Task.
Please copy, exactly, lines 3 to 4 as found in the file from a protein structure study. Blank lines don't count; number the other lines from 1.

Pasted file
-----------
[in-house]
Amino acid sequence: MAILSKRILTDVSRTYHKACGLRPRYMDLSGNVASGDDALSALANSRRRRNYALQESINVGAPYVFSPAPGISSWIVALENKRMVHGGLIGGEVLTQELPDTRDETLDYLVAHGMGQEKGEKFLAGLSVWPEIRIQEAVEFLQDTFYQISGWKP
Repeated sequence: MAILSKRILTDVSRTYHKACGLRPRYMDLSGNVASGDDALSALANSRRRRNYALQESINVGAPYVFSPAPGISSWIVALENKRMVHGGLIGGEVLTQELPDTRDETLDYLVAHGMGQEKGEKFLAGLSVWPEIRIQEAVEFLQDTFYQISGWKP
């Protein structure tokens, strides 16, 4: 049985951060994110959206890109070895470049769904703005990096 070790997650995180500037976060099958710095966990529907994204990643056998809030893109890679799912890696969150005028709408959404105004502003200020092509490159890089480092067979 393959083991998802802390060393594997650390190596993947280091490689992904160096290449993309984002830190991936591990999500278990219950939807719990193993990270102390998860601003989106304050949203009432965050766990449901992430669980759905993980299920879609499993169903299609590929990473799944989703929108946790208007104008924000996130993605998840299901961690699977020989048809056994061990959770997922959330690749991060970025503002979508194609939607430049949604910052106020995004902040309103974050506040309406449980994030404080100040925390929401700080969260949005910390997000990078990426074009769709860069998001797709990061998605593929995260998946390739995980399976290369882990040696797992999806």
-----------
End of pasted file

Repeated sequence: MAILSKRILTDVSRTYHKACGLRPRYMDLSGNVASGDDALSALANSRRRRNYALQESINVGAPYVFSPAPGISSWIVALENKRMVHGGLIGGEVLTQELPDTRDETLDYLVAHGMGQEKGEKFLAGLSVWPEIRIQEAVEFLQDTFYQISGWKP
């Protein structure tokens, strides 16, 4: 049985951060994110959206890109070895470049769904703005990096 070790997650995180500037976060099958710095966990529907994204990643056998809030893109890679799912890696969150005028709408959404105004502003200020092509490159890089480092067979 393959083991998802802390060393594997650390190596993947280091490689992904160096290449993309984002830190991936591990999500278990219950939807719990193993990270102390998860601003989106304050949203009432965050766990449901992430669980759905993980299920879609499993169903299609590929990473799944989703929108946790208007104008924000996130993605998840299901961690699977020989048809056994061990959770997922959330690749991060970025503002979508194609939607430049949604910052106020995004902040309103974050506040309406449980994030404080100040925390929401700080969260949005910390997000990078990426074009769709860069998001797709990061998605593929995260998946390739995980399976290369882990040696797992999806």